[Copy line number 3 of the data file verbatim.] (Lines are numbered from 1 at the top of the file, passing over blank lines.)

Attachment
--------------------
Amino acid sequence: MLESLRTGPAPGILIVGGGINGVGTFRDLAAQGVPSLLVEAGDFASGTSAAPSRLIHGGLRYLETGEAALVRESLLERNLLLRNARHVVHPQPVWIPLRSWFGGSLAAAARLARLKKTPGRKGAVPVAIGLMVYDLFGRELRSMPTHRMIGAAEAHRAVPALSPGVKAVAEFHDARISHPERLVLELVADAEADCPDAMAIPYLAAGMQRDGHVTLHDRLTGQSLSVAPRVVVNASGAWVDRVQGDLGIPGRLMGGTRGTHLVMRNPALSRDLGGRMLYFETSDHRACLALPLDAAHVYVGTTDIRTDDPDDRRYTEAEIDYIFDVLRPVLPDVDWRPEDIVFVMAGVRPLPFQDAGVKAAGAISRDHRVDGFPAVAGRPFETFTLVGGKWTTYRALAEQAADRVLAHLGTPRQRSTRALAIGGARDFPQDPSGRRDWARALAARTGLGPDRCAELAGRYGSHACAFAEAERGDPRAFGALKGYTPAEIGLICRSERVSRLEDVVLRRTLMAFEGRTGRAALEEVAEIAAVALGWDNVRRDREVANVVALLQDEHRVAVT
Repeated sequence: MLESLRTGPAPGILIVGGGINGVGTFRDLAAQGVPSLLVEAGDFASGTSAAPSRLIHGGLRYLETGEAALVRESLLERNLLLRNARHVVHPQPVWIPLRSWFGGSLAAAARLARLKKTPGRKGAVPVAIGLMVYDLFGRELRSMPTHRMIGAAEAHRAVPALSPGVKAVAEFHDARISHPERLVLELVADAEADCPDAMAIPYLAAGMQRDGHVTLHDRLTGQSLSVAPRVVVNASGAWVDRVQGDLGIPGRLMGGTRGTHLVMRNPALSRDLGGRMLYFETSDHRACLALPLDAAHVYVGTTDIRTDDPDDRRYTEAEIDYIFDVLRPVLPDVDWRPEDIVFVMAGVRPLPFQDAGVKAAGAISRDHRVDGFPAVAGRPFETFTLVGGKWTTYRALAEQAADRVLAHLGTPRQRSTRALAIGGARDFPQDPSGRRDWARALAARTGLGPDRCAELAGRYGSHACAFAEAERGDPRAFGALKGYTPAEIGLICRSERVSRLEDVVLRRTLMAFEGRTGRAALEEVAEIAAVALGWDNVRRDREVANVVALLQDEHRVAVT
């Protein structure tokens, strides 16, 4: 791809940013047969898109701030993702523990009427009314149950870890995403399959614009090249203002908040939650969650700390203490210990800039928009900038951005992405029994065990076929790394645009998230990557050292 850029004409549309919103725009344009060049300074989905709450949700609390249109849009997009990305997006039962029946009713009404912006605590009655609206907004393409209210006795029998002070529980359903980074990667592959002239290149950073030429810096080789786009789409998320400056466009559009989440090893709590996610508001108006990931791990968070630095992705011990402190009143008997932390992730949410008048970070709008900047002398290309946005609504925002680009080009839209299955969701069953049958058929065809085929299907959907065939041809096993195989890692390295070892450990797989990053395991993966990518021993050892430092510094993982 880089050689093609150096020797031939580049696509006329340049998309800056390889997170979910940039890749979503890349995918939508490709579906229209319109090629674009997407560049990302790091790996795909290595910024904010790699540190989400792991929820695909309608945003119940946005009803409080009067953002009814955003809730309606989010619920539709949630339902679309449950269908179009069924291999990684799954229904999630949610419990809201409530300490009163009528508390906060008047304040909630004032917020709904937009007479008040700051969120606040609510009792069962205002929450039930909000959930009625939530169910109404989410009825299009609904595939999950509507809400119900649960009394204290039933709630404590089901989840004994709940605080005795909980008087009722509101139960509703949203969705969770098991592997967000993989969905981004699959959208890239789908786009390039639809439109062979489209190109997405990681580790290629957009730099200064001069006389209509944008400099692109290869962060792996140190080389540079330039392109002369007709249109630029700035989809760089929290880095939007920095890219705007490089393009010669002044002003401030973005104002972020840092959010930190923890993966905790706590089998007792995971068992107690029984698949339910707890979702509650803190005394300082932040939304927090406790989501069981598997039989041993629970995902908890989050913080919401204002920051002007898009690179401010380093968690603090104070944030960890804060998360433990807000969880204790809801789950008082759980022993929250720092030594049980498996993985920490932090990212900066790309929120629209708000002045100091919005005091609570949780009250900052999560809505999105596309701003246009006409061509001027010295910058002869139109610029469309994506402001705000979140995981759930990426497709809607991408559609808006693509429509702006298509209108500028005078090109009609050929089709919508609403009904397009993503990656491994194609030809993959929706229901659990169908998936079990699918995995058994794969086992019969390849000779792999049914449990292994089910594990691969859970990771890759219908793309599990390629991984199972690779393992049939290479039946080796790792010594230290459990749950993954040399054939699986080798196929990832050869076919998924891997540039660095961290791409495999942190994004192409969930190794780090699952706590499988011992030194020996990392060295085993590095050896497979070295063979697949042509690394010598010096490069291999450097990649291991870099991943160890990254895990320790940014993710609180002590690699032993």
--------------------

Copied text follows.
């Protein structure tokens, strides 16, 4: 791809940013047969898109701030993702523990009427009314149950870890995403399959614009090249203002908040939650969650700390203490210990800039928009900038951005992405029994065990076929790394645009998230990557050292 850029004409549309919103725009344009060049300074989905709450949700609390249109849009997009990305997006039962029946009713009404912006605590009655609206907004393409209210006795029998002070529980359903980074990667592959002239290149950073030429810096080789786009789409998320400056466009559009989440090893709590996610508001108006990931791990968070630095992705011990402190009143008997932390992730949410008048970070709008900047002398290309946005609504925002680009080009839209299955969701069953049958058929065809085929299907959907065939041809096993195989890692390295070892450990797989990053395991993966990518021993050892430092510094993982 880089050689093609150096020797031939580049696509006329340049998309800056390889997170979910940039890749979503890349995918939508490709579906229209319109090629674009997407560049990302790091790996795909290595910024904010790699540190989400792991929820695909309608945003119940946005009803409080009067953002009814955003809730309606989010619920539709949630339902679309449950269908179009069924291999990684799954229904999630949610419990809201409530300490009163009528508390906060008047304040909630004032917020709904937009007479008040700051969120606040609510009792069962205002929450039930909000959930009625939530169910109404989410009825299009609904595939999950509507809400119900649960009394204290039933709630404590089901989840004994709940605080005795909980008087009722509101139960509703949203969705969770098991592997967000993989969905981004699959959208890239789908786009390039639809439109062979489209190109997405990681580790290629957009730099200064001069006389209509944008400099692109290869962060792996140190080389540079330039392109002369007709249109630029700035989809760089929290880095939007920095890219705007490089393009010669002044002003401030973005104002972020840092959010930190923890993966905790706590089998007792995971068992107690029984698949339910707890979702509650803190005394300082932040939304927090406790989501069981598997039989041993629970995902908890989050913080919401204002920051002007898009690179401010380093968690603090104070944030960890804060998360433990807000969880204790809801789950008082759980022993929250720092030594049980498996993985920490932090990212900066790309929120629209708000002045100091919005005091609570949780009250900052999560809505999105596309701003246009006409061509001027010295910058002869139109610029469309994506402001705000979140995981759930990426497709809607991408559609808006693509429509702006298509209108500028005078090109009609050929089709919508609403009904397009993503990656491994194609030809993959929706229901659990169908998936079990699918995995058994794969086992019969390849000779792999049914449990292994089910594990691969859970990771890759219908793309599990390629991984199972690779393992049939290479039946080796790792010594230290459990749950993954040399054939699986080798196929990832050869076919998924891997540039660095961290791409495999942190994004192409969930190794780090699952706590499988011992030194020996990392060295085993590095050896497979070295063979697949042509690394010598010096490069291999450097990649291991870099991943160890990254895990320790940014993710609180002590690699032993």